- 3 small squashes
- 2 small eggplant
- 1 bell pepper
- Savoy cabbage leaves (1-10)
- 1.3 lb ground beef (I used organic, 85/15)
- 3½ cup + ⅓ cup tomato puree
- ⅓ cup rice (I used basmati)
- ½ medium onion, diced
- 1 tsp salt
- ½ tsp pepper
- Hollow out the vegetables, as follows:
- Bell pepper: cut about ½ inch top off. Remove the seeds from the pepper, and rinse out the pepper if some seeds remain inside.
- Eggplant: cut the stem part off the end, then place it lengthwise on the cutting board. Cut a thin slice off of one side, lengthwise, to create a stable base. Cut about ¼-1/2 inch, lengthwise, off the opposite side (the "lid"). Leaving about a ¼ inch perimeter, hollow out the inside of the eggplant. Refer to the pictures if you're wondering how to do this.
- Squash: Cut off the stem side. Leaving about ⅛-1/4 inch perimeter, hollow out the inside. Again, refer to the pictures above if you're having trouble visualizing this. I cut the squash crosswise, in comparison to the eggplant, which I cut lengthwise. Slice a thin piece off the base so the squash can stand upright in the pot. If you have a long squash, cut it in half, and hollow out each half separately.
- Set all vegetables aside.
- Blanch the cabbage leaves: bring a pot of water large enough to fit the largest cabbage leaf to boil over medium/high heat. Boil the cabbage leaves in batches of 3 or so at a time for 1-2 minutes. Drain, then set aside. If there is a thick rib at the bottom of the cabbage leaf, cut it out.
- In a bowl, combine ground beef, ⅓ cup tomato puree, rice, onion, salt, and pepper. Mix with hands to combine.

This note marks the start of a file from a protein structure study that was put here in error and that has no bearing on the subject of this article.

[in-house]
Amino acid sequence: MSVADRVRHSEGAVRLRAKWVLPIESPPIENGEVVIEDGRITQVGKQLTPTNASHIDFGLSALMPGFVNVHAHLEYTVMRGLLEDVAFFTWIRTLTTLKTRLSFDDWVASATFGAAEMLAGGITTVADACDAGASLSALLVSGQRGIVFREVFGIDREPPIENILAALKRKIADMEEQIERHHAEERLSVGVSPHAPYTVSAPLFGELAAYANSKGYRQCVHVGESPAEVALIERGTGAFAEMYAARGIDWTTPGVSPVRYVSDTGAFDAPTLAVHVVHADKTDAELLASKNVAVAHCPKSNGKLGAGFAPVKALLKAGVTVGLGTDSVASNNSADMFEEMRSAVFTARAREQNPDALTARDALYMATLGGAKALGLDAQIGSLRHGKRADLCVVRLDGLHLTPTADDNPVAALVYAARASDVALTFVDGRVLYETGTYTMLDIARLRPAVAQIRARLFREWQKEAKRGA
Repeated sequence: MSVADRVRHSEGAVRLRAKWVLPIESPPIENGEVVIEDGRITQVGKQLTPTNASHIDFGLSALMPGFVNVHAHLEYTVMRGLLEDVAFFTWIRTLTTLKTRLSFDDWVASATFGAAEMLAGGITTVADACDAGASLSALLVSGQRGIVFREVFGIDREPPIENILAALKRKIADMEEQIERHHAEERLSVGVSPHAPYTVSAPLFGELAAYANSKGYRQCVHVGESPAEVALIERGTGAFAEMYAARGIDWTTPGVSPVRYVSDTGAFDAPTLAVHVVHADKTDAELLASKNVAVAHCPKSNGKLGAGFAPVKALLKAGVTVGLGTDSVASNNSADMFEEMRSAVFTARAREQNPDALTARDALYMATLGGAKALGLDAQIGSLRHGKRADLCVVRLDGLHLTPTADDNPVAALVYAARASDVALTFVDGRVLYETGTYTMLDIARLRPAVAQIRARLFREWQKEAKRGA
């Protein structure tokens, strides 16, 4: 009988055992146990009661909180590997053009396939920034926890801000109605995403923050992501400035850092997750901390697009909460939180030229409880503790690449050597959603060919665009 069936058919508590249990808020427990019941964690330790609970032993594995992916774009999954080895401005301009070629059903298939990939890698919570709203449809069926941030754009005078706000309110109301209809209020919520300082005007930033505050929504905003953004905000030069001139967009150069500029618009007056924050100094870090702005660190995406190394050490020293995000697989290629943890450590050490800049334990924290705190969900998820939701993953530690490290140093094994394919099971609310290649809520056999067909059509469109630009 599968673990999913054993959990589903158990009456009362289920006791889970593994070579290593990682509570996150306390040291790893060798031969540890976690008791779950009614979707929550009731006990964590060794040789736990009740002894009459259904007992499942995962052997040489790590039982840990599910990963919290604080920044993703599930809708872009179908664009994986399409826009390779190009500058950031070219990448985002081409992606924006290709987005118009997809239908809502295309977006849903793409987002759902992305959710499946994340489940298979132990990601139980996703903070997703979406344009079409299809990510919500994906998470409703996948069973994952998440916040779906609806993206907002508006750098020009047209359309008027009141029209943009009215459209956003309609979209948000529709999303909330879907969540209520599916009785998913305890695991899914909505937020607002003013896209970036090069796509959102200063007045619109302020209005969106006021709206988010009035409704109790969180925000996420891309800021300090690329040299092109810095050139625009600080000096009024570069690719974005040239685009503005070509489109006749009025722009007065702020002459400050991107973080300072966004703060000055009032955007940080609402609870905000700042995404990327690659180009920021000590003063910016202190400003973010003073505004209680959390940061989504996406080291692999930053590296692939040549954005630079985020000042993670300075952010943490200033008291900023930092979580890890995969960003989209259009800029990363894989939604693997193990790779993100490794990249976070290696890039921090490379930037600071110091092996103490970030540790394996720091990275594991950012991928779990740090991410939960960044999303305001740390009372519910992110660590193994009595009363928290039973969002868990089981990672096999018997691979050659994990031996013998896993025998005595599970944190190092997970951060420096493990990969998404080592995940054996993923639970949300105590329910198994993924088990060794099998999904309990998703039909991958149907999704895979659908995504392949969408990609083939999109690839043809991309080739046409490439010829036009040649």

- Fill each of the vegetables with the meat mixture, and place in a pot that is large enough and deep enough to hold them (I used a Le Creuset 5 qt pot). For the cabbage leaves, place about 1-2 tablespoons of meat mixture at one end of the leaf (I use use the cut end). Fold the end down over the meat, then fold in the sides. Continue to roll the leaf until you have rolled it up completely, almost like a burrito. Place it seam-side down in the pot.
- If you have leftover meat, make a few meatballs and place them in the pot. Put the "lids" on the veggies (I did this for the pepper and eggplant). Cover with tomato puree; it should come at least halfway up the vegetables. Put the lid on the pot and put on medium heat, turning down if the pot begins to bubble over. Simmer for 45 minutes, or until meat is cooked through.
- Serve each vegetable in a bowl with some tomato sauce. Top with a dollop of plain yogurt, and some sumac or Aleppo pepper, if you'd like.
Ways to change it up:
- Use different vegetables; tomatoes, different squashes, more peppers, etc. Just note that you have to use at least one pepper, or it won’t taste right
- Use more veggies or fewer veggies, depending on your pot size and veggie size.
- If you don’t have tomato puree, you can use canned tomato sauce. Or, just used canned tomato puree
- Add more onion to the meat
- Let the meat mixture marinate. I haven’t done it myself, but I don’t see any reason why you couldn’t mix it up to a day ahead of time
- Substitute lamb for part of the beef, which is the more traditional way of making dolma
- Use ground turkey instead of beef. Don’t laugh, it’s actually pretty good